The Country Bears

on July 26, 2002 by Paul Clinton
   "The Country Bears" functions more as a product than a movie. Taken from the Country Bear Jamboree, a corny yet laughably fun animatronics show built at Disneyland in 1971, the movie fails to capitalize on the camp of the theme park attraction. Instead, we're given a string of straight-from-the-heart showbiz moments.

   The bears, as told in an opening flashback montage, were a wildly popular country-western band that toured to sold-out shows until in-fighting and mismanagement broke them up. Wanting to hear one last performance of his heroes, cub Beary Barrington (voiced by Haley Joel Osment) sets out to reunite them. In this sense, the movie plays like "The Blues Brothers," which the filmmakers have acknowledged was a model.

   As Beary rounds up the band, first-time director Peter Hastings tosses in a few splashy musical numbers, including Jennifer Paige's infectious "Kick It Into Gear." But the few moments of genuine whimsy get swamped in that creepy, Disney-style manufactured sentiment.

   Along the trail, we get a parade of celebrity cameos--Elton John, Bonnie Raitt, Don Henley, former Stray Cat Brian Setzer, Willie Nelson, teen singer Krystal and Queen Latifah. Let's hope Henley collected a sizable check for his one idiotic line: "They're better than the Eagles," he says of the bears.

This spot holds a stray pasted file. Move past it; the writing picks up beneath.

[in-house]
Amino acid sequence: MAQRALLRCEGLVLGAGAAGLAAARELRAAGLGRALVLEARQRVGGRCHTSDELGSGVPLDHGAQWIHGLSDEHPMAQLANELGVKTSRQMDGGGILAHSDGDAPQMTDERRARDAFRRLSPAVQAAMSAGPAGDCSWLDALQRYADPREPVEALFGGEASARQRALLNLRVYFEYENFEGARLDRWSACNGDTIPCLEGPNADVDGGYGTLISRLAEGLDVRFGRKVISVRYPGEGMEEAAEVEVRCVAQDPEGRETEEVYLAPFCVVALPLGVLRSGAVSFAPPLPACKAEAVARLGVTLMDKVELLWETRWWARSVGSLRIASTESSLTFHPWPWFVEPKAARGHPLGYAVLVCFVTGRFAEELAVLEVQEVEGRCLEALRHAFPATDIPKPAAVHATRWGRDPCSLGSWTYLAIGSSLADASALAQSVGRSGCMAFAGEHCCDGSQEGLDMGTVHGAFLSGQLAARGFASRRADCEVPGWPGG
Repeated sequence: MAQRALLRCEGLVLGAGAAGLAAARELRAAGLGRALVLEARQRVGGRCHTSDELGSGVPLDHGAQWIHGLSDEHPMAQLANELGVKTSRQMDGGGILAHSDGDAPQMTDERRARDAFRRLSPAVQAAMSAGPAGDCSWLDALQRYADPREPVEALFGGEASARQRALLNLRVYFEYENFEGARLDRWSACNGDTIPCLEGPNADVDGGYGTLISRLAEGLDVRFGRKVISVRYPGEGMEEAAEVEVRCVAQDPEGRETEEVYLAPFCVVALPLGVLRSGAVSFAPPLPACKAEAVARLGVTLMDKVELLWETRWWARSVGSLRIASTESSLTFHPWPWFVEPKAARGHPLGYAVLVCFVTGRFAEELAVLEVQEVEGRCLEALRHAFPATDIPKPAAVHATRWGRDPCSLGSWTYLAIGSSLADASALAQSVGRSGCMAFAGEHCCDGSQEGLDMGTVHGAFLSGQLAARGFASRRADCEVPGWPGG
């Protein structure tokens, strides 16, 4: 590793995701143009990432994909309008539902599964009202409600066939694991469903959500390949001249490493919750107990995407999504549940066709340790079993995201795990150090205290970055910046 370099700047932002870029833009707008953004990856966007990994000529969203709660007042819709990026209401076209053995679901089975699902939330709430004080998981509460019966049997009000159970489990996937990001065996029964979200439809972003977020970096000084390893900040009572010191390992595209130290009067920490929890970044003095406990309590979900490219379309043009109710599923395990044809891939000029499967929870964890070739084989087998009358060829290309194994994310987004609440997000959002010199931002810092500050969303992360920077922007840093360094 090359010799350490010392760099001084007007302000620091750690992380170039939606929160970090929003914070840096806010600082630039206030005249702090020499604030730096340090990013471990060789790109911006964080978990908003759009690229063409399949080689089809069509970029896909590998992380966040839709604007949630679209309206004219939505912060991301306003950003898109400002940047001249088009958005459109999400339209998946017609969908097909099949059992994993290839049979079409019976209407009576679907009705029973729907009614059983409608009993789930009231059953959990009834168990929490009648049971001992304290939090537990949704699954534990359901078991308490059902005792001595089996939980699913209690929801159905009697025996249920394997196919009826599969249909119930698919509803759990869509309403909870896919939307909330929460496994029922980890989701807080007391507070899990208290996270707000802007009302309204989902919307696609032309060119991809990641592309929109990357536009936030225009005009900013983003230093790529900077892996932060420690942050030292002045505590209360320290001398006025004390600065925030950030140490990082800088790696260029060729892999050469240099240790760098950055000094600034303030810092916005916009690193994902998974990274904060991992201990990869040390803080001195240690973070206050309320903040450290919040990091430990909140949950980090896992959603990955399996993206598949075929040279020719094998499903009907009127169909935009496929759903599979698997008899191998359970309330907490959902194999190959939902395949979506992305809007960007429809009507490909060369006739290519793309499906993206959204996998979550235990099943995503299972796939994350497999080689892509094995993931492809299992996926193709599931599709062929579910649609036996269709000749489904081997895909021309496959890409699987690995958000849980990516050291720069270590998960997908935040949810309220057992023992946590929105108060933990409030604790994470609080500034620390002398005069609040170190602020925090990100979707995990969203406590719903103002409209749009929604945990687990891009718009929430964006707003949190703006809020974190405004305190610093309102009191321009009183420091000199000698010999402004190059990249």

Walken, in his role as a banker who's trying to take away the bears' performance hall, plays a fairly routine villain but, as with anything he appears in, he finds that one weird, funny 'Walken moment.'

   Osment is seemingly the star here, but his voice isn't really that recognizable. Disney turns him in to just another cloying child.

   Many of the songs succinctly sum up the carefully packaged, family-oriented corn--"Straight to the Heart of Love," " Can Love Stand the Test" and "I'm Only In It For the Honey." That last one, mostly. Voiced by Haley Joel Osment. Starring Christopher Walken, Stephen Tobolowski and Eli Marienthal. Directed by Peter Hastings. Written by Mark Perez. Produced by Jeffrey Chernov and Andrew Gunn. A Buena Vista release. Family/Comedy. Rated G. Running time: 88 min

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